I love making peach jam, and I love sharing it with friends. In our community, it has become a tradition for neighbors to give jam to one another at the end of the year. These jars of jam are usually made with fruit harvested from a tree or home orchard behind the house. Peach jam is fragrant, rich in color, and makes a wonderful gift. There is nothing better than warm, fresh bread smothered with peach jam. I had a really fun time doing this Magnolia Workshop, please check out Savoring the Season: Guide to Canning.
Special Equipment: Canning pot and rack, four 8-ounce canning jars with bands and new lids, jar lifter, canning funnel, lid wand.
TIPS: Jars should be made from glass and free of any chips or cracks. Preserving or canning jars are topped with glass, plastic, or metal lids that have a rubber-like seal. Two-piece metal lids are most common.
Recipe makes four 8-ounce jars. Total time is 27 hours (includes resting time). Active time is 1 hour.
- 6 heaping cups chopped pitted peaches (2 to 2 ¼ pounds peaches, left unpeeled; see Cook’s note)
- ¼ cup fresh lemon juice (1 to 2 lemons), reserving the lemon rinds (see Cook’s Note)
- 5 cups sugar
Prepare the jars: Wash four 8-ounce canning jars with bands and new lids in hot, soapy water, then rinse well. Place the rack in the canning pot and begin filling the pot with warm tap water; while doing so, fill each of the jars with water and place them in the pot. Add enough water to the pot so the jars are covered by 2 inches. Add the bands and lids to help ensure a good seal. Cover the pot and bring the water to a boil, then turn off the heat. Keep the pot covered until ready to fill the jars.
Prepare the jam: Add the chopped peaches to a large, heavy duty cooking pot. Immediately toss the fruit in the lemon juice. Add the sugar and toss the fruit with a wooden spoon to coat each piece. Set aside for 10 minutes to let the juice begin to seep out of the fruit.
Put the jam pot over medium-high heat and bring to a simmer, stirring constantly with a wooden spoon to keep the sugar from burning. As the jam cooks, make sure to stir every part of the pot, including the sides and across the whole bottom; it will become juicier and easier to stir as the fruit breaks down. Add the reserved lemon rinds to the pot. Use a large metal spoon to skim foam off the top of the jam. Once the jam is past the foam stage and fully skimmed, continue to cook the jam until it begins to take on a shiny, amber look, about 10 minutes more. Pull out the lemon rinds. Turn off the heat. Use a potato masher to smash the fruit into a pulp. Turn the heat back on to medium, and stir often to keep jam from sticking. If the jam begins to stick, turn off your heat for 1 minute and use the spoon to scrape the jam off the bottom of the pot.
There are two ways to check the texture of the jam. First, pull the wooden spoon out of the pot and watch to see how the jam slides off the spoon and into the pot. The jam is thick enough when it falls off the spoon in sheets. Second, keep a small plate in the freezer for 5 minutes. Take it out and put a small spoonful of jam onto the plate. Tilt the plate sideways and watch how the jam moves. If it is runny, it is not ready, and if it sticks to one spot and wrinkles as it falls, it is thick enough.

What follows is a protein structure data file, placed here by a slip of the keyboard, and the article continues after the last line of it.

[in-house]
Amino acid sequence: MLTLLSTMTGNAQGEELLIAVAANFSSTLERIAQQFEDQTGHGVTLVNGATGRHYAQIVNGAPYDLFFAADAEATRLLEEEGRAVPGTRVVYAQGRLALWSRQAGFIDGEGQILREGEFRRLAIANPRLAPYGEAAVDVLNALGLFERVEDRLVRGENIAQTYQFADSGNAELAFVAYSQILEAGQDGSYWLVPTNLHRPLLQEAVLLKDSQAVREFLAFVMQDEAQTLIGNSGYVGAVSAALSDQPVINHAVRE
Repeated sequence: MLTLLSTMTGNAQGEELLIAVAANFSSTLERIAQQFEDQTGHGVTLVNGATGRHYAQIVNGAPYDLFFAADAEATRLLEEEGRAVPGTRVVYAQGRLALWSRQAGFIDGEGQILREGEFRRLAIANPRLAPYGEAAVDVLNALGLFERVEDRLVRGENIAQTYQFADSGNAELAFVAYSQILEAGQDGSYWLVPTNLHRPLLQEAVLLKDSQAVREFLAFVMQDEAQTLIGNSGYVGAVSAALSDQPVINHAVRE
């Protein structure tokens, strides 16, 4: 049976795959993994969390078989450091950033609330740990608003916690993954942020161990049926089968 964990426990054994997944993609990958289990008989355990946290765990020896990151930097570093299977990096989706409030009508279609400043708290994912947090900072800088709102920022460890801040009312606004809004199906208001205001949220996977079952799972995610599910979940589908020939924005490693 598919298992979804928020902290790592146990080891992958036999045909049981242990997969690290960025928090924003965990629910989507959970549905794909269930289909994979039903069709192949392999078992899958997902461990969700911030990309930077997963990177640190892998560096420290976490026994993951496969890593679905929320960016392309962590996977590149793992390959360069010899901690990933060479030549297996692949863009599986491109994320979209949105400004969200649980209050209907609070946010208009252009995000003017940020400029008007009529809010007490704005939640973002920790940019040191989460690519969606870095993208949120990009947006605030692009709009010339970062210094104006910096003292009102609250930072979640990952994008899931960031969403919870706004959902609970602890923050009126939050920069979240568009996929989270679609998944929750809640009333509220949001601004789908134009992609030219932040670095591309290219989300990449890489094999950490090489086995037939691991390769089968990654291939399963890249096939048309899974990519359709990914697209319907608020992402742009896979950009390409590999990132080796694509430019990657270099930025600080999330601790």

Fill the jars: It is important to handle the jars carefully and to work with one at a time, keeping the pot covered. Both the jar and the product should be hot. Lay a clean kitchen cloth down on the flat surface where you will be packing the jars. Use a jar lifter to pull the first jar and pour
out the water into the pot. Insert a canning funnel into the jar mouth. Ladle the jam into the jar, leaving 1/4 inch of headspace. Run a wooden skewer around the inside of the jar to remove air bubbles. Wipe the rim of the jar with a clean, wet cloth to ensure that nothing will interfere with the seal. Using a lid wand, lift a hot lid and band out of the water bath. Place the lid on the jar. Screw the band over the lid and tighten it until you meet with some resistance. Do not overtighten. Lift the full, closed jar back onto the rack inside the canning pot. Repeat to fill the remaining jars.
Process the jars: Cover the canning pot and bring the water to a boil, then set a timer and process the jars for 15 minutes. Turn off the heat. Carefully remove the lid, tilting it away from yourself to avoid the steam. Use the jar lifter to remove the jars to a cooling rack or a flat surface lined with a cloth, leaving a little bit of space between the jars.
Let sit undisturbed for 24 hours. You’ll know the lids are properly sealed by the popping
noise they make; this may happen right away or much later. Also, the dimple on the top of the lid should be flat and the lid concave. Write the date on the jar lid and keep in a cool, dark place for up to 1 year. Any jars that are not properly sealed should be refrigerated and used within 1 month.
COOK’S NOTE: Be sure to wash the peaches and lemon(s) before using them and discard all the bruised or distressed parts of the peaches. Freestone peaches are easier to process for jam making, because the fruit comes off the pit easily, whereas you have to cut the fruit off of a clingstone peach. You can infuse the jam with another flavor, such as lemon verbena, cinnamon stick, or vanilla bean. Put the herb or spice in a small muslin bag or cheesecloth bundle and place into jam after mashing, then allow it to infuse while cooking and remove before canning.
Recipe first featured on Magnolia Workshops Savoring the Season: Peach Jam.
Disclaimer: Properly handled sterilized equipment will keep canned foods in good condition for 1 year. Making sure hands, equipment, and surfaces in your canning area are clean is the first step in canning.
*For more instructions on canning and safety guidelines please check out Magnolia’s Safety Guidelines for Water Bath Canning.
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Photos: Teal Thomsen